In the previous chapter of our Biometric series, we found out more about biometric authentication methods and alternatives and understood why smartphones are the best channels to deliver biometric systems to crowds. Now, we’re going to see the different industries that are implementing biometric authentication and the way it affects our daily lives.
Last summer, China unveiled the first facial recognition ATM, prompting customers to ask themselves if the end of passwords and PINs was near. At the same time, some users expressed concerns over the practicality of such a device and the impact that plastic surgeries may have on the integrity of these systems.
Meanwhile, one survey has shown that almost 200 types of smartphone devices have been delivered to the market over the last 5 years, with almost exponential acceleration coming after Apple introduced its iPhone 5S in September 2016. Along with so many pilots of consumer biometric usage, such as MasterCard’s SelfiePay and HSBC introducing voice and fingerprint authentication for banking services, it can truly be said that biometrics is in the consumer mainstream and it’s taking solid steps in becoming truly mobile.
No more PINs, passwords, misplaced cards and awkward questions
Far from encouraging dystopian fantasies in movies and Big Brother TV scenarios, biometrics represent a credible and more robust line of defense against cybercrime. Our irises and voices are hard to reproduce in order to access secure data, whether it be of a commercial or personal nature.
Biometric data can be stored in hashes, easy to encrypt but hard to decrypt. In most cases, the original image is not saved, only a collection of reference key points. Add to this information the specificity and enduring nature of some biometric elements (iris, voice) and you’ll understand why more and more smartphone manufacturers will include biometric sensors in their devices. It’s not only convenient, eliminating the need of inputting and remembering passwords, but also secure, protecting your data from the lock screen, preventing other people from logging in or just transforming any m-commerce action into a seamless experience.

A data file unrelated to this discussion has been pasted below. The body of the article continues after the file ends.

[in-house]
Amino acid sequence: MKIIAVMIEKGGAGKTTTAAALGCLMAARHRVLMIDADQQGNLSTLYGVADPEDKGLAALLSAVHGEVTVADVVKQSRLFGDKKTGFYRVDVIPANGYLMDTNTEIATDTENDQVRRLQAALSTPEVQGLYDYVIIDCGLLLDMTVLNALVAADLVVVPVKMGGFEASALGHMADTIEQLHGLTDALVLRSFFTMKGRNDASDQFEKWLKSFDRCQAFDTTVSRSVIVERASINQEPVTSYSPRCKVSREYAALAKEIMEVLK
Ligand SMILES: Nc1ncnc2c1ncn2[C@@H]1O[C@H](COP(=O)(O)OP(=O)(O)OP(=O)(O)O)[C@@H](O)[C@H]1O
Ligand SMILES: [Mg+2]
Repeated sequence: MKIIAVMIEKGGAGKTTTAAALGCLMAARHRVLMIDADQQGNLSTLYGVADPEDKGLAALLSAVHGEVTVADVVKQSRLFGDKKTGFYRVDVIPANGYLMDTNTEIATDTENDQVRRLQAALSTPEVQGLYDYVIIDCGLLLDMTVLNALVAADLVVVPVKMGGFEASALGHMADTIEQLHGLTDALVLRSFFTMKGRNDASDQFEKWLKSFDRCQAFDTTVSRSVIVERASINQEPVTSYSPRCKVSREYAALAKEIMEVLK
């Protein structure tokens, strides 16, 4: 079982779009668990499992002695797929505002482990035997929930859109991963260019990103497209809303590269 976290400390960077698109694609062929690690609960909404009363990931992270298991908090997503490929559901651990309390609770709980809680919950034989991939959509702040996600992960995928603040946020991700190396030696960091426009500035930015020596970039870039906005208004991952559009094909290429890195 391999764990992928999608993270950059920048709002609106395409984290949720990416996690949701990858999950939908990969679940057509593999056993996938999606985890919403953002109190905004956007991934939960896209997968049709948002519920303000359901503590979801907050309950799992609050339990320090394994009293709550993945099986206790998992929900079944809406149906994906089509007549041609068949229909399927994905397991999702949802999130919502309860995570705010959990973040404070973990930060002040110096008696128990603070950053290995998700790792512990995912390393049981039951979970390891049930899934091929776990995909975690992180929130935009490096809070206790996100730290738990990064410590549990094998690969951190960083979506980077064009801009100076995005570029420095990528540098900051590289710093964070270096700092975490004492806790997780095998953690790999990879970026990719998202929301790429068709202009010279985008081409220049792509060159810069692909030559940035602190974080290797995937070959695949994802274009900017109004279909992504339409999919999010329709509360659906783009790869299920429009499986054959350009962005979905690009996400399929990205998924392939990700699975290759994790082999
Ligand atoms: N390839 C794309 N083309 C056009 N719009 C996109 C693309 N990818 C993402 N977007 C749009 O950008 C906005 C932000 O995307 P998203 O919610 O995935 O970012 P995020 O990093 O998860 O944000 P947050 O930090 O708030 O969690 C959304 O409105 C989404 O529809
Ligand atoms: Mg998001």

In the near future, we will be able to use our face and iris to access money, as more and more banks consider implementing these forms of authentication. At borders, iris recognition scanners should eliminate those pesky questions and interrogations. Facial recognition technology will soon contribute in keeping your car safe and will provide the option to record driver profiles that will customize the driving experience according to specific needs.
In your daily life, smartphones embedded with iris recognition will allow you to make payments on the move, in a more secure way. No more PINs to remember, cards you’re afraid you’ll misplace and cash that any petty thief can easily get their hands on.
In the last part of our series, we will talk with Martin George, Senior Director Business Development at FotoNation to explore how biometrics will change the world in the next 20 years.
*This article is written as part of an editorial series presented by FotoNation.
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